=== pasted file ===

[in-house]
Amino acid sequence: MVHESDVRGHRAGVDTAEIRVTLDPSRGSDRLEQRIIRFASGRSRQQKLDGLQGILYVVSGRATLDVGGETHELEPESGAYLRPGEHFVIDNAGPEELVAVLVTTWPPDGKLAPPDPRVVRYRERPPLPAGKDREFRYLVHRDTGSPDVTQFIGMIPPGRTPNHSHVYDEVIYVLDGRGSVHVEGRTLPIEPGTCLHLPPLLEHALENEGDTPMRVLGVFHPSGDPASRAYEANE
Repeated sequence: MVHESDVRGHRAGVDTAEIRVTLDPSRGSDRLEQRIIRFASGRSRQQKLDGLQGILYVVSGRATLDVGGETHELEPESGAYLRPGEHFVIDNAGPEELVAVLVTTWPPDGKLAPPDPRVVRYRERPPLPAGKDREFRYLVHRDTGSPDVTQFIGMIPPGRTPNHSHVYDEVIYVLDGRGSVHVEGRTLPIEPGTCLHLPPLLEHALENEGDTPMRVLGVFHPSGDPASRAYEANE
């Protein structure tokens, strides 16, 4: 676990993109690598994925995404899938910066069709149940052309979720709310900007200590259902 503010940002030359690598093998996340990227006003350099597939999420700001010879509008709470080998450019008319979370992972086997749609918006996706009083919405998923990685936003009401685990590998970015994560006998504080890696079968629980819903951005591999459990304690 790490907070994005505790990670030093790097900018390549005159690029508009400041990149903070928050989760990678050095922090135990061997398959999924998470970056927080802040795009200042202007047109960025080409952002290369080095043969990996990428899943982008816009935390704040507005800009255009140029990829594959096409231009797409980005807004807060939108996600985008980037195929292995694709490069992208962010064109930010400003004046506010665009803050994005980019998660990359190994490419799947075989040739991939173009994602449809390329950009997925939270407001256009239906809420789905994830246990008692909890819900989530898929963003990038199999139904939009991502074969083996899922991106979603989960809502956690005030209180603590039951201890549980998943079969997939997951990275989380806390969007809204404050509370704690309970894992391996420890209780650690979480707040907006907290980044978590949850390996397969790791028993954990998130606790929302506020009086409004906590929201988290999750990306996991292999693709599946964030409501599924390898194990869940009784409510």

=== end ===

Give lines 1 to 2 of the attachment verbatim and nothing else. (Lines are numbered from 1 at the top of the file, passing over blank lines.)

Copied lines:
[in-house]
Amino acid sequence: MVHESDVRGHRAGVDTAEIRVTLDPSRGSDRLEQRIIRFASGRSRQQKLDGLQGILYVVSGRATLDVGGETHELEPESGAYLRPGEHFVIDNAGPEELVAVLVTTWPPDGKLAPPDPRVVRYRERPPLPAGKDREFRYLVHRDTGSPDVTQFIGMIPPGRTPNHSHVYDEVIYVLDGRGSVHVEGRTLPIEPGTCLHLPPLLEHALENEGDTPMRVLGVFHPSGDPASRAYEANE